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From Many Voices, Perfect Harmony

Photo by Shaya Bendix Lyon

“Behold how good and pleasant it is, for brethren to dwell together in unity.” In her introduction to program notes, Seattle Pro Musica conductor Karen P. Thomas pointed out those words from Psalm 133 that end Leonard Bernstein’s “Chichester Psalms,” the final work on the group’s Saturday evening program. That entire work is set to psalm texts underlining the desire for people of all nations and faiths to live together in peace and understanding, and this entire Pro Musica program was built around this theme.

Thomas set the tone for the large audience filling St. James Cathedral with the short “Ubi caritas” by Norway’s Ola Gjeilo, based on chant. While the harmonies that develop are modern, the ambiance it set was deeply relaxing and peaceful.

All the works on the program were composed within the past century; they came from many different countries, and many from sacred texts or prayers. The “Laudate pueri, Dominum” by Romanian-Hungarian composer Levente Gyongyosi was a commission by Pro Musica and several other women’s choirs, and this was its premiere. It had a light, fluttery feel, and came gradually from a sense of uncertainty to one of joy.

While the “Ubi caritas” and Brian Schmidt’s “Lux Aeterna” at the beginning were both for a small male group, the next two were for a small group of women: the “Laudate” and Poulenc’s “Litanies a la Vierge Noire.” Here the voices were pure and supplicant in prayer, with organ (played by Joseph Adam) interrupting with loud clashing chords.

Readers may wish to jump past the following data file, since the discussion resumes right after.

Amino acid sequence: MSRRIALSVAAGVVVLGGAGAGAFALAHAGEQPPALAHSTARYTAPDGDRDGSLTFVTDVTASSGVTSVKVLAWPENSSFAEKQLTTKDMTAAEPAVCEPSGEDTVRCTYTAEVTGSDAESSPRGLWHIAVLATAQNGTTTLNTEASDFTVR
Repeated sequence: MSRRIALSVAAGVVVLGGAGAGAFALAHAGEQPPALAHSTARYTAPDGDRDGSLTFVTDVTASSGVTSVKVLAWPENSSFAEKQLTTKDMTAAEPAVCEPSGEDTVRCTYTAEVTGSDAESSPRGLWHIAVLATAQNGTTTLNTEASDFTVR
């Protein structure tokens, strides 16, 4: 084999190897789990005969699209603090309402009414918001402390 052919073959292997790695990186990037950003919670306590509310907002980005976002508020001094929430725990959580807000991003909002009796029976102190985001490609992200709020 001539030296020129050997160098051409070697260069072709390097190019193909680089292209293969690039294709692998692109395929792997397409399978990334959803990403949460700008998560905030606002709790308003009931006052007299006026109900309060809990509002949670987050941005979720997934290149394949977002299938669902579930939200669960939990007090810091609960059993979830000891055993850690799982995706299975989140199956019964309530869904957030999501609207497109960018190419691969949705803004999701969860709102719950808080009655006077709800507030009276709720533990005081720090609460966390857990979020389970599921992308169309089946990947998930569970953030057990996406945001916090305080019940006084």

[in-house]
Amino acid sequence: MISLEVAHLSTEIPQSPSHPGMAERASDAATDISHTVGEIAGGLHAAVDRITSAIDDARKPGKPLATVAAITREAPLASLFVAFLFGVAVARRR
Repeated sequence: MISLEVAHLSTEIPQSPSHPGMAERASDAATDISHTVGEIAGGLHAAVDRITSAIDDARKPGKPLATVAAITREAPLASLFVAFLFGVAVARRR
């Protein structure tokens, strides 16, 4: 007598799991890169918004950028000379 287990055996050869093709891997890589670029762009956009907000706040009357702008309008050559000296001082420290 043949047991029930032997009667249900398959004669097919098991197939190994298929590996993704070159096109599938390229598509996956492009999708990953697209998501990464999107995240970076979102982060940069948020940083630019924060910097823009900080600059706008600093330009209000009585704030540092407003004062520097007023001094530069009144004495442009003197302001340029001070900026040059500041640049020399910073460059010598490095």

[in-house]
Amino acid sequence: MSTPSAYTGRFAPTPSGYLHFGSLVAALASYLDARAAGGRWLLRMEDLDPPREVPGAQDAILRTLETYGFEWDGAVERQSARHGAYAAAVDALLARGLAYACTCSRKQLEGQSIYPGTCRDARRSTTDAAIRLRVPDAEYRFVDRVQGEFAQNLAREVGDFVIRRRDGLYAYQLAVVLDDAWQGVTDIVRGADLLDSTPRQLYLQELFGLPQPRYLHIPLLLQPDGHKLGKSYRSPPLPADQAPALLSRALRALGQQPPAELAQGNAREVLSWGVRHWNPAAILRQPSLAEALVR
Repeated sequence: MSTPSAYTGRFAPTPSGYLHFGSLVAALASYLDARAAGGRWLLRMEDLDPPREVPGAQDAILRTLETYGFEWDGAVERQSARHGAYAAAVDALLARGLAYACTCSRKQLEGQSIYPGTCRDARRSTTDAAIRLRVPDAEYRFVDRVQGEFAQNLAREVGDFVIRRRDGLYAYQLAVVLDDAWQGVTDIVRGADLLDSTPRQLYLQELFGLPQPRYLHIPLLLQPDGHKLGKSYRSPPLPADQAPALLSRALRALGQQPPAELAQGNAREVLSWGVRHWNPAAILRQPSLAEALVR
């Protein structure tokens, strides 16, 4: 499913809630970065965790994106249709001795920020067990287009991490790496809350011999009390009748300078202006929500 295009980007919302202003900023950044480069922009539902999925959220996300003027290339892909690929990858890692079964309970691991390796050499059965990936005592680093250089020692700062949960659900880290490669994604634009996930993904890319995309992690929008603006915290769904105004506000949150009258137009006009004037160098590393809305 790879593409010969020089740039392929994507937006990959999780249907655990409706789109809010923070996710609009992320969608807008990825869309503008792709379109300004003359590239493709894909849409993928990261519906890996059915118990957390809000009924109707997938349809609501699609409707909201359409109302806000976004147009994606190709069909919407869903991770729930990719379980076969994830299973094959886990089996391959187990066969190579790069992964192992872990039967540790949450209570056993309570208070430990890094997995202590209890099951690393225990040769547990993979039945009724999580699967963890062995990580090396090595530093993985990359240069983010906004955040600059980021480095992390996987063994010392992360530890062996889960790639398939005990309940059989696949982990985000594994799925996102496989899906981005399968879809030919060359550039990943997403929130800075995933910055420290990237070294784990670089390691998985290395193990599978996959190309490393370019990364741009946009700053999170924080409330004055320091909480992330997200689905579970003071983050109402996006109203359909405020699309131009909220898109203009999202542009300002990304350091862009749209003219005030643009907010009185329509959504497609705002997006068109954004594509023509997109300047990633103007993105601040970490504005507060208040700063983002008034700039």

Throughout the program, the choir was marked by totally accurate pitch sense, even when intervals or harmonies were anything but expected. Thomas, who has been at the choir’s helm for over a quarter-century, is a master at shaping choral music to express the emotions contained therein.

Zander Fick’s soft, contemplative “Die Onse Vader” (The Lord’s Prayer) in Afrikaans, rising in volume and affirmation toward the end, was followed by Dominick DiOrio’s soothing “Peace I leave with you.” Both were for full choir, as were Bruckner’s “Os Justi” and several works by Seattle’s late Bern Herbolsheimer.

Every element of the program worked together to create in the cathedral the atmosphere described in Thomas’s opening statement, and built towards the two main works on the program, James MacMillan’s “Cantos Sagrados” and the “Chichester Psalms.” MacMillan’s work set three poems documenting political repression in Latin America, interleaved with texts from the Latin Mass. In English, the poems were immediate and shocking. The first, by Ariel Dorfman, told of finding yet another body in an Argentine river during the disappearances. The next, Ana Maria Mendoza’s question of why a patron saint could protect diametrically different people in different countries.  The third, again by Dorfman, on the feelings of a condemned prisoner touched gently by a guard. Half the choir sang this with organ accompaniment and music brilliantly descriptive of the words, particulary the tension, anxiety, hurry-scurry of the first, with crashed irregular organ chords.

Lastly, in Bernstein’s great work, perhaps his finest in serious mode, the entire chorus sang in Hebrew accompanied by organ, harp (John Carrington) and percussion (Bonnie Whiting), with emotions from joy to peace, and anger all the more telling because it was soft, hurried and jazzy. Alex Zuniga, a member of the Northwest Boychoir, sang the alto solos as indicated by the composer, perfectly on pitch and true.

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